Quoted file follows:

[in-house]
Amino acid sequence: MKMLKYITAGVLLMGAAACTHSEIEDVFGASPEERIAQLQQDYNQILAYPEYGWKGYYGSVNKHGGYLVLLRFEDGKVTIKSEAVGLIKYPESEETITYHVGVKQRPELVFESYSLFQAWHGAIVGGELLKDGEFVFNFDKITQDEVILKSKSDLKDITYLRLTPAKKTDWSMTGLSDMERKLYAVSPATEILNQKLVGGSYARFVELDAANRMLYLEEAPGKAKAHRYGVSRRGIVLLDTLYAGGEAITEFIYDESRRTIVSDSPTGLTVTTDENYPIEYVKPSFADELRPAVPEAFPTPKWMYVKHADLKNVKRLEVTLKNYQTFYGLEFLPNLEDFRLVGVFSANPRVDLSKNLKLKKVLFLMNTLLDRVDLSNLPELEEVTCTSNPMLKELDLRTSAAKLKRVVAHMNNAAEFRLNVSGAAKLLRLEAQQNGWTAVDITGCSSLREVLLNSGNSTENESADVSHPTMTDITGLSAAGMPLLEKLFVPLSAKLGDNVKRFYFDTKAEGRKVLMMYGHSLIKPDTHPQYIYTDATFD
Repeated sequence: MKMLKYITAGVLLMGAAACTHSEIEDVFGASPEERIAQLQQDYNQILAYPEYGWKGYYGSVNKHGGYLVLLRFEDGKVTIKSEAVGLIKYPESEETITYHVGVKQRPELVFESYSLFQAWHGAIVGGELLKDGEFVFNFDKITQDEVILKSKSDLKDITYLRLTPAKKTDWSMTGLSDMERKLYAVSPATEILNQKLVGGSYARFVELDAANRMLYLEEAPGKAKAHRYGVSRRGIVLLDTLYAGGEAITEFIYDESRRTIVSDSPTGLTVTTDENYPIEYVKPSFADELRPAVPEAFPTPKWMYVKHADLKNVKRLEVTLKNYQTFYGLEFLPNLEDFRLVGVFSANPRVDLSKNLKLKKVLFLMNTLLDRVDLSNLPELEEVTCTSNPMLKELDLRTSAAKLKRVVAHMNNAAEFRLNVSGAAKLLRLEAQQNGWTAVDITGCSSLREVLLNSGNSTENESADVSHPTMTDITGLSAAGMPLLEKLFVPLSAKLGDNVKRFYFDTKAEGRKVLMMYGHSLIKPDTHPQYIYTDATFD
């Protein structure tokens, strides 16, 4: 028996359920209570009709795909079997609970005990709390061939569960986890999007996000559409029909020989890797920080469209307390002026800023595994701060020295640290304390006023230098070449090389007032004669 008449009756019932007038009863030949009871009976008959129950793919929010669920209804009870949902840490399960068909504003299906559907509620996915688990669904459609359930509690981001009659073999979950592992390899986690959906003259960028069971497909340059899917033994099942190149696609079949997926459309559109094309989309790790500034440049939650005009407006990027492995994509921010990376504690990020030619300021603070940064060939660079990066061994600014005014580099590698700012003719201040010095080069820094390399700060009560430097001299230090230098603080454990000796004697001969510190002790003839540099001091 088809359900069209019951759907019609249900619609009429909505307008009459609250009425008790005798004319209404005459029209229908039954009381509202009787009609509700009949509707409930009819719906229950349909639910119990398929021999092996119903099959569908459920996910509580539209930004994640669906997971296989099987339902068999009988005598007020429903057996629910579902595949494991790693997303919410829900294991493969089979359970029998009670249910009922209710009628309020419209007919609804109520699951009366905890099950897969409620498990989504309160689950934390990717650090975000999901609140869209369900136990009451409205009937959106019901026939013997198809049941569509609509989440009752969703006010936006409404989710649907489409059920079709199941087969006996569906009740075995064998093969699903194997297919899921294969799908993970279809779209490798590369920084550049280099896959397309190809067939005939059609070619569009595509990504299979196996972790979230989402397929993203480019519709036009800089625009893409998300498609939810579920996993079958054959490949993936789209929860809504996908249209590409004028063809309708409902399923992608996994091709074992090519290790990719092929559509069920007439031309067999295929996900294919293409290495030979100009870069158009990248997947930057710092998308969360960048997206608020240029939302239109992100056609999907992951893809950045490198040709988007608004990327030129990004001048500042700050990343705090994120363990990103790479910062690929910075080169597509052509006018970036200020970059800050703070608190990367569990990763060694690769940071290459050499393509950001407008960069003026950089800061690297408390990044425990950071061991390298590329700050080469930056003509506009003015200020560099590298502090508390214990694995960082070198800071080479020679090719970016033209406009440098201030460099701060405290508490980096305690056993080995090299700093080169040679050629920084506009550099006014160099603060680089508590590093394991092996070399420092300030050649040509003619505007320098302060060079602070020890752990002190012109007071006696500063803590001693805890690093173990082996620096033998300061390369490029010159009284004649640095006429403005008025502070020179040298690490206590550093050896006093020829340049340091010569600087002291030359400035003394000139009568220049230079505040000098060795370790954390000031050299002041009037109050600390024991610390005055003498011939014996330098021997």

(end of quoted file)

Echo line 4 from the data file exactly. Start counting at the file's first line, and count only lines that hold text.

């Protein structure tokens, strides 16, 4: 028996359920209570009709795909079997609970005990709390061939569960986890999007996000559409029909020989890797920080469209307390002026800023595994701060020295640290304390006023230098070449090389007032004669 008449009756019932007038009863030949009871009976008959129950793919929010669920209804009870949902840490399960068909504003299906559907509620996915688990669904459609359930509690981001009659073999979950592992390899986690959906003259960028069971497909340059899917033994099942190149696609079949997926459309559109094309989309790790500034440049939650005009407006990027492995994509921010990376504690990020030619300021603070940064060939660079990066061994600014005014580099590698700012003719201040010095080069820094390399700060009560430097001299230090230098603080454990000796004697001969510190002790003839540099001091 088809359900069209019951759907019609249900619609009429909505307008009459609250009425008790005798004319209404005459029209229908039954009381509202009787009609509700009949509707409930009819719906229950349909639910119990398929021999092996119903099959569908459920996910509580539209930004994640669906997971296989099987339902068999009988005598007020429903057996629910579902595949494991790693997303919410829900294991493969089979359970029998009670249910009922209710009628309020419209007919609804109520699951009366905890099950897969409620498990989504309160689950934390990717650090975000999901609140869209369900136990009451409205009937959106019901026939013997198809049941569509609509989440009752969703006010936006409404989710649907489409059920079709199941087969006996569906009740075995064998093969699903194997297919899921294969799908993970279809779209490798590369920084550049280099896959397309190809067939005939059609070619569009595509990504299979196996972790979230989402397929993203480019519709036009800089625009893409998300498609939810579920996993079958054959490949993936789209929860809504996908249209590409004028063809309708409902399923992608996994091709074992090519290790990719092929559509069920007439031309067999295929996900294919293409290495030979100009870069158009990248997947930057710092998308969360960048997206608020240029939302239109992100056609999907992951893809950045490198040709988007608004990327030129990004001048500042700050990343705090994120363990990103790479910062690929910075080169597509052509006018970036200020970059800050703070608190990367569990990763060694690769940071290459050499393509950001407008960069003026950089800061690297408390990044425990950071061991390298590329700050080469930056003509506009003015200020560099590298502090508390214990694995960082070198800071080479020679090719970016033209406009440098201030460099701060405290508490980096305690056993080995090299700093080169040679050629920084506009550099006014160099603060680089508590590093394991092996070399420092300030050649040509003619505007320098302060060079602070020890752990002190012109007071006696500063803590001693805890690093173990082996620096033998300061390369490029010159009284004649640095006429403005008025502070020179040298690490206590550093050896006093020829340049340091010569600087002291030359400035003394000139009568220049230079505040000098060795370790954390000031050299002041009037109050600390024991610390005055003498011939014996330098021997």